Friday, September 28, 2018

Google Analytics Filters - How to exclude CIDR IP Ranges with Regular Expressions?

In the last post, we have seen how to automatically add a list of rules and channel groups to multiple Google Analytics views. In the current post, let's look at the Filters in Google Analytics and we will take one specific case of excluding all the traffic given an IP Range (CIDR format) using Regular Expressions.

What are Filters?

This is pretty straightforward. Filters in Google Analytics provide you the way to include or exclude certain traffic which satisfies a set of predefined rules. Let's say you work for a big organization and all of its workforce access the company's website quite often and do a lot of activity. In this case, your data won't look as cool. Your analytics show a very low bounce rate and high page views which are not really true from a business standpoint. So, what you need to do is exclude this traffic from your organization machines. Another scenario where you want to analyze a specific section of people coming from a city alone. In both the scenarios, what you need to do is to create filters and create standalone views where these filters are applied.

How and where to create a filter?

You can navigate to the Admin section of Google Analytics and find the property and the view under which you want to create a new filter and click on Filters as shown in the below picture. In this blog post, let's just focus on creating a filter which can exclude all the traffic coming from a range of IP addresses but you have been provided with a CIDR IP Range.

Where to find Filter section
Clicking Add Filter for a new filter 
Filter configuration
Enter "IP Address" in the drop down

the place to add your filter expression

Let's say your IP Range in CIDR notation is "". You cannot enter CIDR notation in the filter expression. So, you first need to convert this to a simple IP address format with a starting IP and an ending IP. To get this you can use any of the CIDR to IP converter. You can also read my blog post on Geekonation on writing JavaScript code to convert CIDR to IP Addresses to get a better understanding. If you convert the above CIDR, you will get the starting IP as "" and the ending IP as "". So, you need to come up with a Regular Expression which can cover all these IPs in a single shot.

Writing the Regular Expression

  1. Try to be as generic as possible by finding all the patterns
  2. Escape all the special characters
  3. When writing a regex for IP addresses give priority to the bigger numbers first. We will understand this in a while
  4. The filter expression has a character limit of 255. So if your regex goes bigger than 255 characters, split it into multiple parts and create multiple filters
  5. Important regex expressions to remember while dealing numbers are [0-9] matches any number between 0 and 9 and | - pipe symbol denotes "OR"
  6. Remember the last part of the IP addresses can only range up to 255 
Now, let's start writing the expression. IP addresses have four parts delimited with a dot. If you observe the starting and ending IP, the first two parts are identical. So, our regex looks like this "110\.40\.someregex". The third part of the IP says the numbers start from 240 and end at 243. So, how do you write it? Look at the pattern, the first two digits remain the same and third digit ranges from 0 to 3. So, we can write 24[0-3] which will match 240, 241, 242, 243. Now our regex look like this "110\.40\.24[0-3]\.someregex". The last part says it covers all the numbers from 0-255 in 110.40.240.X, 110.40.241.X, 110.40.242.X and 110.40.243.X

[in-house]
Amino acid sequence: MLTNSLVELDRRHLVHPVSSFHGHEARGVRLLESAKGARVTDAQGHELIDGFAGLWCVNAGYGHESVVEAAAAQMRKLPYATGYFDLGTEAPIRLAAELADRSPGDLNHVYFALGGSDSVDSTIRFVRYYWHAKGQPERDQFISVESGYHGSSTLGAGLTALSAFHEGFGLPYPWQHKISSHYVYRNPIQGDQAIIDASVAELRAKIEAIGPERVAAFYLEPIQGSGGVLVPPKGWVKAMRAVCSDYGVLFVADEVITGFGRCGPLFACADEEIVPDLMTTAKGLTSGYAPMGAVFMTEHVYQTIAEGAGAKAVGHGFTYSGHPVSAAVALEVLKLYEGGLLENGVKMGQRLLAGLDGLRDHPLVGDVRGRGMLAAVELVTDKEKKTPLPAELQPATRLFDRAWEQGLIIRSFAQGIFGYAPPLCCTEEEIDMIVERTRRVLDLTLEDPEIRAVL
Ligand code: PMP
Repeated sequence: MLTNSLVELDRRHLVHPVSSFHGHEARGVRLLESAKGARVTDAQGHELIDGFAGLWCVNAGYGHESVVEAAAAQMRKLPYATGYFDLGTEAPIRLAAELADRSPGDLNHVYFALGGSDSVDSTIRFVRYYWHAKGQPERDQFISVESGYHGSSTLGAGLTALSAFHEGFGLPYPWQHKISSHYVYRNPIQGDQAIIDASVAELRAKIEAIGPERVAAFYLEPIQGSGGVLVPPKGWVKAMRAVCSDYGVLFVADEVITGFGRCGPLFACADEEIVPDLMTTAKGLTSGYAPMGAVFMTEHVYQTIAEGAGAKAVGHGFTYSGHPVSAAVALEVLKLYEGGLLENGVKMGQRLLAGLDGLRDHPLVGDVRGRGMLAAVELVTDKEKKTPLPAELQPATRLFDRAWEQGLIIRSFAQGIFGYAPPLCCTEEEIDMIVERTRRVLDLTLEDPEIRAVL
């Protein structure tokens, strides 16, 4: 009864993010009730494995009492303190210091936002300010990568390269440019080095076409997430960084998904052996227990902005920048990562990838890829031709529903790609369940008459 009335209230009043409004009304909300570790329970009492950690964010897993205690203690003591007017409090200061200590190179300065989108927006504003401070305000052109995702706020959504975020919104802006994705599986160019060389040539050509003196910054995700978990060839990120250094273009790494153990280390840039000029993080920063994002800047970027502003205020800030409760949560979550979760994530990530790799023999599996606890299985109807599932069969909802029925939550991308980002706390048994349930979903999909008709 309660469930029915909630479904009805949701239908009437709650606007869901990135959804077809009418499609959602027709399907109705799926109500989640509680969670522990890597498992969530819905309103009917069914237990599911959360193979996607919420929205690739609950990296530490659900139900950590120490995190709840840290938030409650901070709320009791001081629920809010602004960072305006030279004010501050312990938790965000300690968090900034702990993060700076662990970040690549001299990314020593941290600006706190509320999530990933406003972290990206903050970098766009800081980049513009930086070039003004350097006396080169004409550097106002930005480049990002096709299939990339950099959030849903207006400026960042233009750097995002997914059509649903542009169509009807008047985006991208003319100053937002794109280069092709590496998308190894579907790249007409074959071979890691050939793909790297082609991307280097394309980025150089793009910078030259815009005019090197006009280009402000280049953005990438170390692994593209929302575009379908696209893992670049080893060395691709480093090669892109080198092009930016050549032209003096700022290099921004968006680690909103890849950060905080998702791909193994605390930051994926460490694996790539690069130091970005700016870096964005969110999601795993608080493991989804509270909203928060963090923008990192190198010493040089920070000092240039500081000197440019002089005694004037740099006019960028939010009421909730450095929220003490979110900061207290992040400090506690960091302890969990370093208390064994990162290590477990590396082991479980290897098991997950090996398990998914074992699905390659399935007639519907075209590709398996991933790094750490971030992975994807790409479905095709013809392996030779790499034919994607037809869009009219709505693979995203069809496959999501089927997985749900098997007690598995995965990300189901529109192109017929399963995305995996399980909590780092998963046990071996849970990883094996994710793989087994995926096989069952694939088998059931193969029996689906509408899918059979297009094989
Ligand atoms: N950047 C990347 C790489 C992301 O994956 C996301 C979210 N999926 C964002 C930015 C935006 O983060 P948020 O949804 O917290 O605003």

So, our range of numbers is from 0 to 255. Remember the 4th point. Try writing the regex for bigger numbers and then goto smaller numbers like this. First for 250-255, 200-249, 100-199, 10-99, 0-9 which translates to 25[0-5]|2[0-4][0-9]|1[0-9][0-9]|[1-9][0-9]|[0-9] - This covers all the numbers from 0-255. Now let's write everything together which comes down to


This is the final expression you need to add to the filter. If you have another CIDR "", just come up with an expression like the above one and put a pipe symbol between two of them and add it to the filter like this and save the filter. You are done. Now you should stop seeing the traffic from these IP Addresses for the view you have added the filter to.


I hope, you got an understanding of how to write a regex for IP ranges. Let me know if you face any difficulties or comments. Keep reading and support!


  1. Excellent Post.. As per latest GDPR guidelines.. you being setting a field in GTM tag 'ipanonymize'-True as an output last 8 bits masked and sent to GA... I those scenarios for building a range should we give static value post last . As .0

    One more question if we applying IP based range filter is it allowed under GDPR norms ??

    1. Hi Neha! yes as per GDPR, IP address is considered PII but only if you collect it in a dimension or something to show in your reports. But by default GA collects users IPs for Geolocation data. Here we are just telling GA not to show any data related to those IP range. So it doesn't violate GDPR. Coming to the ipanonymize, it is purely optional. If you enable ipanonymize, your job of writing IP range becomes much simpler as you are going to just write one IP instead of 256 IPs. But if you want to specifically stop particular IP ipanonymize will do more harm since it eliminates the other 255 IPs which you don't want to eliminate.

    2. Looks like that I am wrong. From GDPR guidelines, it seems that GA shouldn't collect the IP address without user's consent in EEA parts of the world. So, yeah if your organization wants to be on safer side, you can enable IP anonymization. Somehow GA doesn't have proper documentation on this case. I will get back with an article on this with more information after research.